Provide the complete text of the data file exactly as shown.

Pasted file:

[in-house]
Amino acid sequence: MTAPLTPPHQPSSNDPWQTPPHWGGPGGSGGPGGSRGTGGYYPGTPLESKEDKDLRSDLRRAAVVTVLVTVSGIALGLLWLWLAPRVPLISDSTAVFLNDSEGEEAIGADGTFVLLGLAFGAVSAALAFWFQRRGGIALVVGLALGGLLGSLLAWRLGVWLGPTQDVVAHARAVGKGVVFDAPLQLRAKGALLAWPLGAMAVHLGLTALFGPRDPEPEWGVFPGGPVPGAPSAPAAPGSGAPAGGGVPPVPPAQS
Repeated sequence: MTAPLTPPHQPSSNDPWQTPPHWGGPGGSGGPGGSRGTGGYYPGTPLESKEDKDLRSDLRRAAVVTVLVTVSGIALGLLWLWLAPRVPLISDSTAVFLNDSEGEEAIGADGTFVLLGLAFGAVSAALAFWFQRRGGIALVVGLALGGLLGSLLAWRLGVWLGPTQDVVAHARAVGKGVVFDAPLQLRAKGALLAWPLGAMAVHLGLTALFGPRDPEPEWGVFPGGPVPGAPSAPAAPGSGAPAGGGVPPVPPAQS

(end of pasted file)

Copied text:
[in-house]
Amino acid sequence: MTAPLTPPHQPSSNDPWQTPPHWGGPGGSGGPGGSRGTGGYYPGTPLESKEDKDLRSDLRRAAVVTVLVTVSGIALGLLWLWLAPRVPLISDSTAVFLNDSEGEEAIGADGTFVLLGLAFGAVSAALAFWFQRRGGIALVVGLALGGLLGSLLAWRLGVWLGPTQDVVAHARAVGKGVVFDAPLQLRAKGALLAWPLGAMAVHLGLTALFGPRDPEPEWGVFPGGPVPGAPSAPAAPGSGAPAGGGVPPVPPAQS
Repeated sequence: MTAPLTPPHQPSSNDPWQTPPHWGGPGGSGGPGGSRGTGGYYPGTPLESKEDKDLRSDLRRAAVVTVLVTVSGIALGLLWLWLAPRVPLISDSTAVFLNDSEGEEAIGADGTFVLLGLAFGAVSAALAFWFQRRGGIALVVGLALGGLLGSLLAWRLGVWLGPTQDVVAHARAVGKGVVFDAPLQLRAKGALLAWPLGAMAVHLGLTALFGPRDPEPEWGVFPGGPVPGAPSAPAAPGSGAPAGGGVPPVPPAQS